All roll cages must be constructed with at least one (1) front hoop (top of cage to floor), one (1) rear hoop(top of cage to floor), two (2) interconnecting top bars, two (2) rear down braces and one (1) diagonal brace and necessary gussets, see Figure 1. If front and/or rear hoop terminate at elbow/door bar, lower A-pillar and/or B-pillar must be made of same tubing size as roll cage. Centerlines of all required tubes must converge at intersections.

    Any vehicle that is not provided with stock steel doors for its driver and co-driver must be equipped with sidebars, at least one on each side that will protect the occupants from the side. These bars must be parallel to the ground (or as close to parallel as is practical) and be located vertically in relation to the occupants to provide maximum protection without causing undue difficulty in entering or exiting the vehicle. The sidebars must be formed of tubing of the same material and dimensions as the roll cage itself and must be securely attached to the cage’s front and rear members. Additional side tubes may be required to limit cockpit intrusion, these additional tubes must be of the same size tubing as the roll cage. Tubes must be placed in such a manner as to limit openings adjacent to the occupants. Maximum opening size in this area is limited to 370 square inches.

    All roll cage bars must be at least 3” in any direction from the driver and co-driver’s helmets while they are in their normal driving positions.

    Gussets must be installed at all main intersections on the main cage including diagonal and rear down braces, and where single weld fractures can affect driver’s safety. Gussets may be constructed of .125” X 3” X 3” flat plate, split, formed and welded corner tubing, or tubing gussets the same thickness as the main cage material, see Figure 2 and Figure 3. Rear down braces and diagonal braces must angle no less than 30 degrees from vertical.

    An inspection hole of at least .187” diameter must be drilled in a non-critical area of the roll bar hoop to facilitate verification of wall thickness. It is the prerogative of SCORE to drill a second hole if deemed necessary.

    Any cage or chassis that has been built after January 1, 2006 must be identified by means of an identification plate affixed to it by the manufacturer; this identification plate must be neither copied nor moved (i.e. embedded, engraved or self destroying sticker). The identification plate must bear the name of the manufacturer, a serial number, and the date of manufacturer.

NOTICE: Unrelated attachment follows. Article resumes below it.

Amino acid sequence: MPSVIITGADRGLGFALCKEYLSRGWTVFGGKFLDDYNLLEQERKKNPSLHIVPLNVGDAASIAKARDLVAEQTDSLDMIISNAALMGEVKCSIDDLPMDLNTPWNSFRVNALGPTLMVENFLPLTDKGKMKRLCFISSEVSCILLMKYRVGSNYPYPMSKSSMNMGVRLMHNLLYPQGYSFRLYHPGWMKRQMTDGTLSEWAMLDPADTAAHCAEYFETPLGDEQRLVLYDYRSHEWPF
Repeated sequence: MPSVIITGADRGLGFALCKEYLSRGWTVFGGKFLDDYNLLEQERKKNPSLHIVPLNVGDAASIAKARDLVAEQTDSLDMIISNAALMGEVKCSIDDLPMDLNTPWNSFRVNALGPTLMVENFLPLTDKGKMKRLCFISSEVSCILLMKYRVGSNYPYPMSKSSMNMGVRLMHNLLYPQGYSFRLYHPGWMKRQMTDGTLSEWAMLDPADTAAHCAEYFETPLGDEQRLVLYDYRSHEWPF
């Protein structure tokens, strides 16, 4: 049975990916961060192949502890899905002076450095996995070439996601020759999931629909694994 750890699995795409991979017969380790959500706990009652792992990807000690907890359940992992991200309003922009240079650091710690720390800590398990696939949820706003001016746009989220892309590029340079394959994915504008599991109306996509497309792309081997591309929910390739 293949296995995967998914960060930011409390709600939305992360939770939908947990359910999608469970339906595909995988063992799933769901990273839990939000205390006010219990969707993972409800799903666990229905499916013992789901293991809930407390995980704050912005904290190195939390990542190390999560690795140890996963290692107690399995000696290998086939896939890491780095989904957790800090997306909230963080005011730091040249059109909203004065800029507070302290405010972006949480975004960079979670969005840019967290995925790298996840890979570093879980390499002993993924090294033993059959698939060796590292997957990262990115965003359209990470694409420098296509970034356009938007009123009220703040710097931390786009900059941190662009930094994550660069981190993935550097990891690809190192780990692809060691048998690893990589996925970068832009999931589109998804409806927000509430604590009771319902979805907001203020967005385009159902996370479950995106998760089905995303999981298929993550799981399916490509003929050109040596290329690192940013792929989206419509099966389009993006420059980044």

Head/neck restraints designed to prevent whiplash are required on all vehicles. These restraints must be a headrest of approximately 36 square inches, with a resilient padding at least 2” thick. Any portion of the roll bar or bracing which might come in contact with the helmet must be padded.
     
  3. marv_springer

    marv_springer 1/2 ton status

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    Wow....!

    ask and you shall receive...! :ears:

    Good info. :waytogo:

    Marv
     
  4. gmc4cw

    gmc4cw 1/2 ton status GMOTM Winner

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    If you are going to run 38-39.5" tires get a Dana 60. $800 isn't bad when you add the what it will take to bulletproof a D44. I spent over $600 on just shafts only to break them. plus u-joints. plus locker. plus rebuild. I parted it out and barely got half the money I had in it.

    don't rule out hydro assist. if you play in the rocks its a big help. This hobby is hard to do on the cheap when you want to run big tires.
     
  5. K5-newf

    K5-newf 1/2 ton status

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    whoops i didnt mean to say i wasnt going to go with it, sry for misleading. The problem is i havent got a lot of money and i badly need a toy to play with. So i figured if i built a cheap buggy with a good frame and 10 bolt and 12 bolt in it i could just change the axles wen i can afford all the goodies like hydro assit dana 60 and 4 link.
     
  6. gmc4cw

    gmc4cw 1/2 ton status GMOTM Winner

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    buy a 3/4 ton truck. it will have a 14 bolt and either a Dana44 or 8 lug 10 bolt front. take the bed off. cut the fenders. throw on some lift springs, shackle flip and have fun. Brace the steering box. I ripped mine off the frame before I found CK5.

    As you get money you can upgrade. 60, crossover, lockers. shorten the frame even.
     
  7. ntsqd

    ntsqd 1/2 ton status

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    I posted this info seperately here as I figured it might not be easy to find in this thread.

    oh, & buying a 3/4t truck sounds like a great idea if one can be found cheep enough.
     
  8. gmc4cw

    gmc4cw 1/2 ton status GMOTM Winner

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    the last one I bought cost $500. It was new jersey legal. too bad I live in Pa. the body was rotted pretty bad. the cab was ok, not great. I parted it out amongst my friends. It could have easily been turned into a wheeler.